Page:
Culture, History, and Translation Group

The Challenge

As we shift the humanistic lens of study from traditional disciplines to one of comparative global humanities, new global histories allow us to consider connection, exchange, and interdependency in ways that unsettle discretely bounded territories, recast received historical periods, and reconsider formerly studied “areas.” By focusing on cultural exchange, interpretation, and translation, the study of global humanities brings out ideas that have played deeply influential roles in the making of art, thought, culture, religion, and society, in the past and in the present, locally and across nations.  Moreover, while the training and expertise in reading, interpretation, and analysis of culture and representation of our humanities approaches are essential for innovation across many disciplines, they form also the critical foundations for educating our students to be linguistic, cultural, and historical “translators” in the fullest sense of the term.

Solutions and Innovations

Our goal is to continue to create a model of global intellectual collaboration that will renew humanities research, innovate curricula, and ultimately, generate a model of academic study that can shape a new era for Tufts and for the next generation of humanists. Building on the ongoing work of the Center for the Humanities at Tufts, and the newly-established Department of Race, Colonialism, and Diaspora, our work encompasses both academic interdisciplinary research projects such as the Comparative Global Humanities initiative, as well as outwardly-focused conversations, such as the Boston African American Freedom Trail project. Our recent Mellon Sawyer Seminar in Comparative Global Humanities provided a space of intellectual engagement for faculty to shape the kind of interdisciplinary research that is at the center of such innovative scholarship, much as an upcoming Mellon Sawyer Seminar titled Defamiliarizing the Family: Genealogy and Kinship as Critical Method will continue to do. Building on this model, our programming has encouraged those conversations around new research that offer group members a context that stimulates new research approaches and methodologies towards enriching both their individual research aims, and the global conversation.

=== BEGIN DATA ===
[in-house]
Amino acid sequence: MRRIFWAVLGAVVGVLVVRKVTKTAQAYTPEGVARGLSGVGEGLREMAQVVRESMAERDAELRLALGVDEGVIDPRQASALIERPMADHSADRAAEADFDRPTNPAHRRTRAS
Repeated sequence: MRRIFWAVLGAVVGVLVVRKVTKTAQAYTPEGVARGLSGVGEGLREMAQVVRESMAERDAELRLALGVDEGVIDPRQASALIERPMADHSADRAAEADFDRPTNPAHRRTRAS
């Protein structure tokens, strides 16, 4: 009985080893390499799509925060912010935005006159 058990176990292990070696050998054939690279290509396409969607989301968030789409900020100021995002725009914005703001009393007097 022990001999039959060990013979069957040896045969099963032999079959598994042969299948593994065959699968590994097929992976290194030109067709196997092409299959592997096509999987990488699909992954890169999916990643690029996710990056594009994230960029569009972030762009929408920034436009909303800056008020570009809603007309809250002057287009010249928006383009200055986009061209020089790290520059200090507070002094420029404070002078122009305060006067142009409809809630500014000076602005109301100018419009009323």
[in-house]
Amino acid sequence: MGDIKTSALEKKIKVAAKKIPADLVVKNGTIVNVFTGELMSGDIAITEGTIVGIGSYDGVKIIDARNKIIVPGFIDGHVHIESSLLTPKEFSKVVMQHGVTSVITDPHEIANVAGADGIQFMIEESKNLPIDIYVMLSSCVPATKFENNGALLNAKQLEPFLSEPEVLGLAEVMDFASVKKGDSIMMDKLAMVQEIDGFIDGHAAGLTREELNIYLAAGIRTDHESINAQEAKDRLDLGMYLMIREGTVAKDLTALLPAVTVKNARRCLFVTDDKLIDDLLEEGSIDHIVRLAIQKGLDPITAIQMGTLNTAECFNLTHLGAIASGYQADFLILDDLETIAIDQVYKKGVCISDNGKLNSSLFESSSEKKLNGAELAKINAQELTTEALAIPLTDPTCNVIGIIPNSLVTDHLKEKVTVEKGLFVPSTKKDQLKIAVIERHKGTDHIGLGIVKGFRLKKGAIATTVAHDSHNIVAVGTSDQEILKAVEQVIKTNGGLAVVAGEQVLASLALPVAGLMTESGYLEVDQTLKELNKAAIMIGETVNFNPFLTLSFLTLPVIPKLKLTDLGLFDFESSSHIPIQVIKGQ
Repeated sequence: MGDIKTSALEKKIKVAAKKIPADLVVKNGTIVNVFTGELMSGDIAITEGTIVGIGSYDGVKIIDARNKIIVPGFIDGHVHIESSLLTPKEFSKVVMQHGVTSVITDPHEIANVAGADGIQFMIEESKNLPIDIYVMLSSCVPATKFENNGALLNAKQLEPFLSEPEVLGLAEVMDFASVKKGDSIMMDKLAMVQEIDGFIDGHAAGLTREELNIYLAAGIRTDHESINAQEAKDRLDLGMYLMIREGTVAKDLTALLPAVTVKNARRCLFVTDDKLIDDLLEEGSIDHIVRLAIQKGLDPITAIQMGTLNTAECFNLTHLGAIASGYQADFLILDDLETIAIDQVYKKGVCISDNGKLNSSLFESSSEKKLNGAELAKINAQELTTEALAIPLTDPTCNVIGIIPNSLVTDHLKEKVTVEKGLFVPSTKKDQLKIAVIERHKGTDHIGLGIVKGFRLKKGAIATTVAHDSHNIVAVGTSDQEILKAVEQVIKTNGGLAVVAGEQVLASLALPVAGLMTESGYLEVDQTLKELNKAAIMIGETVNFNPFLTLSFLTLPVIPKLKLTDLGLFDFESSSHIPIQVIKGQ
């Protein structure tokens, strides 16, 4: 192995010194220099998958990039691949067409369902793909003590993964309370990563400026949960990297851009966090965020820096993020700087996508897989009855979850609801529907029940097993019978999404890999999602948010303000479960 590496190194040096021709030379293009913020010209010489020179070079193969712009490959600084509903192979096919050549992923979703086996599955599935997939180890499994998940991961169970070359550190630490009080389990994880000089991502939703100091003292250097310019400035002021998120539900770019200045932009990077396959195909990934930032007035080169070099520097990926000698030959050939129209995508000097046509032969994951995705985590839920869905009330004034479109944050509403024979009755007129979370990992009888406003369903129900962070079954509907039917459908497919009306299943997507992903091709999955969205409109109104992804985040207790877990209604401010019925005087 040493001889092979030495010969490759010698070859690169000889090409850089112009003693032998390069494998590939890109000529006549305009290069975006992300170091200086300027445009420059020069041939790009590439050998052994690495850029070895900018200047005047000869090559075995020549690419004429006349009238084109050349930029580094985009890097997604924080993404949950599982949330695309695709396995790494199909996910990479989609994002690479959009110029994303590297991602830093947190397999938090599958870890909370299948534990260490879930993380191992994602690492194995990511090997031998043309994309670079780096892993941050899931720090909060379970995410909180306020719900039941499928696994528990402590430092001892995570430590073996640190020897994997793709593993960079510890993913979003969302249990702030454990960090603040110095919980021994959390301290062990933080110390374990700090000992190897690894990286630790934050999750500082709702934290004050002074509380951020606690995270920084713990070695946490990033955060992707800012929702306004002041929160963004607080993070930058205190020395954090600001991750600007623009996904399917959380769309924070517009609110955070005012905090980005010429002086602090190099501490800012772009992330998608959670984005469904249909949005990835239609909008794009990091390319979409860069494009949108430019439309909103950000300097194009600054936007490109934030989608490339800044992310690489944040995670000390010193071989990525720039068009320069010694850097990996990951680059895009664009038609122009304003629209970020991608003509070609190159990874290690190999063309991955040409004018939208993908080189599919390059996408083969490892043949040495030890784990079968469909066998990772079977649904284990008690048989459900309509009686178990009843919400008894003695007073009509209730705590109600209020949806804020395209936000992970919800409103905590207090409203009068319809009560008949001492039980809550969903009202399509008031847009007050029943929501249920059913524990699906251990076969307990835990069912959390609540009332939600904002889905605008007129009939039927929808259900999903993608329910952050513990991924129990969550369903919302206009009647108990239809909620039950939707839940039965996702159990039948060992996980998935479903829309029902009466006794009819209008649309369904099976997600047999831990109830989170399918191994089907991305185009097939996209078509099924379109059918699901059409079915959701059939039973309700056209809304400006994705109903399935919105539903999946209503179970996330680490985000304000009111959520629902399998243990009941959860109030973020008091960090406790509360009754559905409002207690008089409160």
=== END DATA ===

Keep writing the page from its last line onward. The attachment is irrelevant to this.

Why Tufts?

With a longstanding global perspective, Tufts is home to a collection of widely respected and highly productive faculty who already have a record of active collaboration across English, Art History, History, Anthropology, Sociology, cultural and literary studies (French, Spanish, Arabic, Chinese), and Religion, through their involvement in interdisciplinary projects. The new departmental face for the scholarship produced in the Culture, History, and Translation rubric, the Department for Studies of Race, Colonialism and Diaspora, has come to be seen as a pioneering pedagogical model for a teaching unit that addresses questions of race, colonialism, empire, migration, and diaspora in a manner that is unique to Tufts. The recent grant of $1.5 million from the Mellon Foundation in support of the RCD is a testament to the promise of this innovative department. Thus, by growing Tufts’ research and scholarship footprint in the humanities, we will be able to expand on this pedagogical innovation toward educating the next generation of scholars in the global and interdisciplinary methods they need for engaging the increasingly complex world they live in, and how best to make a difference in it.

Research Team

Leadership Team
Kendra Field
Kris Manjapra
Lily Mengesha
Kamran Rastegar*

Working Group
Hossein Ayazi
Ina Baghdiantz-McCabe
Amahl Bishara
Olivia Michiko Gagnon
Anny Gaul
Kerri Greenidge
Yizhou Huang
Charles Inouye
Khary Jones
Seohyon Jung
Sumayya Kassamali
Kareem Khubchandadi
Sarah Luna
Diana Martinez
Noe Montez
Adlai Murdoch
Annie Pfeifer
Adriana Zavala

*Project Director